Siblings SOS

Sick of squabbles and spats between your kids? Does your home often feel like a war zone? We’re here to help!

It’s tough when you have a day when your children can’t even look at each other without an argument breaking out. Constant arguments and friction can be very upsetting for a parent. You often feel drained and sad to see your children’s relationships become a negative influence on your family dynamic.

As head of the home, parents feel the responsibility to fix things between their children. This isn’t always easy, but there are ways you can help to mediate and mend disagreements between siblings.


Try to get to the root of the problem first: is it one stroppy teenager upsetting the vibe? If so, why might that be? Do they feel excluded, stressed or simply unhappy? Is it an issue about sharing, bullying or calls of ‘favouritism’? Are younger siblings driving a teen sibling to distraction? Whatever the problem, no matter how small, it’s important to make sure everyone is heard and feels like their thoughts and feelings are validated.


Not so easy to do mid-argument when the kids are screaming at each other about who used up the last of the milk and you’re rushing around like a headless chicken, trying to make sure everyone gets to school on time, we know. If it’s all going off and you don’t have time to sit down and clear the air, don’t worry. Hit pause for now and vow to revisit this later in the day when things have calmed down and everyone is ready to talk.

Right, now it’s time to talk. Get the family together and sit them down for a frank chat about the arguing. Give everyone their chance to have their say and ask the rest of the family not to interrupt when someone else is talking. Everyone will get their chance to speak. Pass a wooden spoon around, if it helps – only the person holding the spoon is allowed to speak to ensure everyone gets a fair chance to be heard. There’s a fair chance that an argument will break out or bickering will happen, spoon or no spoon, but keep trying and keep things as calm as possible.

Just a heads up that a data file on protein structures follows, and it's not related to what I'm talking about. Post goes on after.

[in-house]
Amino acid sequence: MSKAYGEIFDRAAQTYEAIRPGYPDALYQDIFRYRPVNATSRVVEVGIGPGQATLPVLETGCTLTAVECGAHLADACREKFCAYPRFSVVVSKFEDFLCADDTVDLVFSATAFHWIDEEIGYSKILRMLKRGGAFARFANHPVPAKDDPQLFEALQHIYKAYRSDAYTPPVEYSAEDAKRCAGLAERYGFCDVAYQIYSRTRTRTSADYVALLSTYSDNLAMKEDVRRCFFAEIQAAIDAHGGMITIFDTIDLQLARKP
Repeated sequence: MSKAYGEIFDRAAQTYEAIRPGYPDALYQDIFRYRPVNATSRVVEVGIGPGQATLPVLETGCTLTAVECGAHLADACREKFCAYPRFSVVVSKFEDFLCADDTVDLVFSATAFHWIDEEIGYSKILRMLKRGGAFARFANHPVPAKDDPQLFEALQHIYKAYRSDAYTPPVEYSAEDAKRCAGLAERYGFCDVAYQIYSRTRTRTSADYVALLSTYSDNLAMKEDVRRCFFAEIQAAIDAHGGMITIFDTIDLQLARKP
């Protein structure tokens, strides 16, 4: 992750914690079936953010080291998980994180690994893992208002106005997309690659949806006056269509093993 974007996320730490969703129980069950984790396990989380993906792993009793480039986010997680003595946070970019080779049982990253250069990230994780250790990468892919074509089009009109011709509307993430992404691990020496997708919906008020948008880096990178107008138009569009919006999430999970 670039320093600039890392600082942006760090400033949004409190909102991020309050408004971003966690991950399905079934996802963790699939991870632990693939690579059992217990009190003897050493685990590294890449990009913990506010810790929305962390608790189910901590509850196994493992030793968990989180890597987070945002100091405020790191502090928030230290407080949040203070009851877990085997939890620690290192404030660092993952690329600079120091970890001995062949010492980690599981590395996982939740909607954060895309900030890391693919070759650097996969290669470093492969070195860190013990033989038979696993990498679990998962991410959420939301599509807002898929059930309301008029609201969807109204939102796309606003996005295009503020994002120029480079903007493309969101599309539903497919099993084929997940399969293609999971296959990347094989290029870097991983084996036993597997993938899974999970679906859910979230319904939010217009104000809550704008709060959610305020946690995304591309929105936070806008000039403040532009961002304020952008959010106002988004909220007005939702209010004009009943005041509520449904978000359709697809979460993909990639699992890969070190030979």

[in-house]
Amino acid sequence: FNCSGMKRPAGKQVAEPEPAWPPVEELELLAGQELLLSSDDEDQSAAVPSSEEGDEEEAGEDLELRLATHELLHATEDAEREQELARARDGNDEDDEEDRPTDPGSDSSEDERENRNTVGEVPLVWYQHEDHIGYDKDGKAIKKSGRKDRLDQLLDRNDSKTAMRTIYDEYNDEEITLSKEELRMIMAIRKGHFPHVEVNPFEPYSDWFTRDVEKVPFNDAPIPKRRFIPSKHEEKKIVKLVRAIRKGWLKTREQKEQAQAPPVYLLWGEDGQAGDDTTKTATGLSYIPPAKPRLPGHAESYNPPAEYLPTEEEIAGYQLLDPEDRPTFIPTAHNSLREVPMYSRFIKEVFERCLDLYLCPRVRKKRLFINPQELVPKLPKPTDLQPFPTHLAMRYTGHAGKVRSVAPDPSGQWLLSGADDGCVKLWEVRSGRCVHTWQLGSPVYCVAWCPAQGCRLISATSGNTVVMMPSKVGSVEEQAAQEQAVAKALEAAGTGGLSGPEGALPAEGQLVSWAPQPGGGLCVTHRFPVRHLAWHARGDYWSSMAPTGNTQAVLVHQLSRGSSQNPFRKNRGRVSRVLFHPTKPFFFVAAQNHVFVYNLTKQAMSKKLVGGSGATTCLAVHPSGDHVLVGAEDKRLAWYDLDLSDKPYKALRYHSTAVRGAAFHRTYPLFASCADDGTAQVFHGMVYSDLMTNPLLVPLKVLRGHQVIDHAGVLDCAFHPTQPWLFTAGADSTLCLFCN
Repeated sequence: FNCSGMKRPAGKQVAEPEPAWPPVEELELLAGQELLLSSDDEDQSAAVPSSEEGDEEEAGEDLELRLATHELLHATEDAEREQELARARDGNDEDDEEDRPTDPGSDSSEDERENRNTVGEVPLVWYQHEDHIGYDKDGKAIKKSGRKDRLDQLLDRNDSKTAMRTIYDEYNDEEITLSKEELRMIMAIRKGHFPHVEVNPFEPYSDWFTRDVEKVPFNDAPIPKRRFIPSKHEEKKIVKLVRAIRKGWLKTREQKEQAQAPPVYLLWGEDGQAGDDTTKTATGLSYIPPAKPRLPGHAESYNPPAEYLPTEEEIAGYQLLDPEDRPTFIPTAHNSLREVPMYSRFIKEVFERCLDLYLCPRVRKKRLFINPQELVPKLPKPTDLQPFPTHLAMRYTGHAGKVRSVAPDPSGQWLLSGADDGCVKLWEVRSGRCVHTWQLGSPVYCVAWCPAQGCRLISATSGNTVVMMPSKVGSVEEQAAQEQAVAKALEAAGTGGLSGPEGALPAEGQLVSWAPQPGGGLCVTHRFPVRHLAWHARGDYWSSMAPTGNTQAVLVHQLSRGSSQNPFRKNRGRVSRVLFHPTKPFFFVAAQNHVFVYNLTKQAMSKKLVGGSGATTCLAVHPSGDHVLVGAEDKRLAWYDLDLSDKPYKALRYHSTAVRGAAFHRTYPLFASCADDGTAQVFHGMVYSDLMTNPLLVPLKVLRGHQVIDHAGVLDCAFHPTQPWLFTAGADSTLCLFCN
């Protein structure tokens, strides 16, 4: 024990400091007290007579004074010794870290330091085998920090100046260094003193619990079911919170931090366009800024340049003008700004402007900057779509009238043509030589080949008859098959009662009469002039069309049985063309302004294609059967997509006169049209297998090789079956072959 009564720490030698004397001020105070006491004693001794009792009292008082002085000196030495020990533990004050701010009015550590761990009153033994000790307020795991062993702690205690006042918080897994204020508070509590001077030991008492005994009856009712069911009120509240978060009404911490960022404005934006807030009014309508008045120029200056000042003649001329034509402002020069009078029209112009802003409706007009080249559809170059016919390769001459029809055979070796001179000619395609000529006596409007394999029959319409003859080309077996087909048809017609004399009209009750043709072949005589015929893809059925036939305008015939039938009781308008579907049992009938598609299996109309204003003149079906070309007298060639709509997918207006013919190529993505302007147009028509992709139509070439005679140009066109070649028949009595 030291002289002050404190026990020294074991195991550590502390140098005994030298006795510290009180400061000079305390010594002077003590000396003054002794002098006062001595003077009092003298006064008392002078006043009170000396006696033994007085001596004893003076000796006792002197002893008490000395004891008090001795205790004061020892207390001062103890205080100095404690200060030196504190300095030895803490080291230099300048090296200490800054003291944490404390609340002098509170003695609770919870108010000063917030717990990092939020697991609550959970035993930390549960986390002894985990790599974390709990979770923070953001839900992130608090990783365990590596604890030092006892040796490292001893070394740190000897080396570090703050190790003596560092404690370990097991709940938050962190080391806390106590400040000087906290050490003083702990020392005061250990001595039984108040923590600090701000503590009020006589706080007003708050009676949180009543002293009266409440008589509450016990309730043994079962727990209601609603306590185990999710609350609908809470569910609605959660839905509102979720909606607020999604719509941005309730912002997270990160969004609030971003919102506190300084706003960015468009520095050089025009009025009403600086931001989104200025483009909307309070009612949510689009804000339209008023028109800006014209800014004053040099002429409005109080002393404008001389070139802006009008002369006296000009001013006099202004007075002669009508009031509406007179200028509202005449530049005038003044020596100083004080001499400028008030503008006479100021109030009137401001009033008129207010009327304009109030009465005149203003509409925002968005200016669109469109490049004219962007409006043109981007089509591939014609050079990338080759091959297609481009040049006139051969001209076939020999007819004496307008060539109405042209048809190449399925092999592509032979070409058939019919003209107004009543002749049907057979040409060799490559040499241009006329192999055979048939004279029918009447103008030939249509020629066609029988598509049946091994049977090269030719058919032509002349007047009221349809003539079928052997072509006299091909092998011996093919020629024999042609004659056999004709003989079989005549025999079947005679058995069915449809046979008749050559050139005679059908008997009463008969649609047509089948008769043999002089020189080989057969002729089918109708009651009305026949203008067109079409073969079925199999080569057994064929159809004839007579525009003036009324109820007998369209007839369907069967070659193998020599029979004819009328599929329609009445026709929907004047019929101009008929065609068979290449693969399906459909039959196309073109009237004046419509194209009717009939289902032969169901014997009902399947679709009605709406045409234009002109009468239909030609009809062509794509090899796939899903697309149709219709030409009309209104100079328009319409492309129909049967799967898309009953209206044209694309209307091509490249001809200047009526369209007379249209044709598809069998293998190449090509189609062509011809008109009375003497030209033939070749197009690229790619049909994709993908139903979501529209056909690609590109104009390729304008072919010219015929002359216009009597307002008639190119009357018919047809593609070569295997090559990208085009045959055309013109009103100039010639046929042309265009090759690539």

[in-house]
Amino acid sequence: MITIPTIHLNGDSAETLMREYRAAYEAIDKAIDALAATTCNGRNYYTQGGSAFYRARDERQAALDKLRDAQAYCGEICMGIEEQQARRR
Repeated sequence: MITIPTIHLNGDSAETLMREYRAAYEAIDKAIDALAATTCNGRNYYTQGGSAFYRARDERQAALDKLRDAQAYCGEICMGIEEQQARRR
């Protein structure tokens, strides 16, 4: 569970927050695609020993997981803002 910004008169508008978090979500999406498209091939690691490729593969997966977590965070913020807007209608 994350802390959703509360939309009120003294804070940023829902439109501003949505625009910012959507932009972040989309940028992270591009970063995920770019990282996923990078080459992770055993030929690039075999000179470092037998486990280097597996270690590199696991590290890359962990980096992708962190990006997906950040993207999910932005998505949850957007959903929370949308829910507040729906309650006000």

Encourage your children to express themselves calmly and confidently to get their point across. Let your teen know that you have heard and, most importantly, understood their point of view. Children and teenagers need to know  their feelings matter so acknowledging them helps to enforce that their opinion is important.

Once everyone’s grievances have been aired, you can discuss ways to address the issues and work out practical, fair solutions. Now we enter the negotiation stage. Take no prisoners and drive the discussion towards a resolution that works. Yes, there will have to be compromise (there usually does when it comes to finding workable solutions) so make that clear to your children.

Children have a very strong sense of fairness and justice. Help your kids to find a fair solution. For example, if they’ve been arguing over whose turn it is to play Xbox, suggest a schedule that gives each child the same amount of access to the console. Try to be fair and avoid siding with any of your children during the discussions – the key here is to be as neutral as possible while you mediate.


Once you come to an agreement on how best to solve the argument in a fair and positive way, you can all have a think about what measures might need to be introduced to make this work. After all, a solution will only come to fruition if everyone involved agrees to play their part.

Together, you can agree on a fair schedule, timetable or a rules list to which everyone should adhere to. Tape it to the fridge or stick it on a wall where the whole family can see it. There may well be setbacks and the odd falling out along the way when one or more kids ignore the agreed rules or try to tweak them for their own benefit but keep going. If you have to sit everyone down and go over the whole thing again, so be it.


Children will often echo the way they see you handle conflict so try to have healthy communication in any arguments you might have with, say, your partner. Healthy communication during an argument or heated exchange is saying “I’m upset about ______ and I feel this ____ because ______” and then allowing the other person to do the same. Not engaging (e.g., the silent treatment) or shouting and screaming are examples of unhealthy communication and these behaviours rarely resolve matters.


If you feel like the arguments at home are getting out of control or are damaging to you or your child’s mental or physical help, reach out for more help. Family counselling and support can be accessed through a variety of channels – talk to your GP for further guidance or search ‘local family counselling services’ to find more help online.


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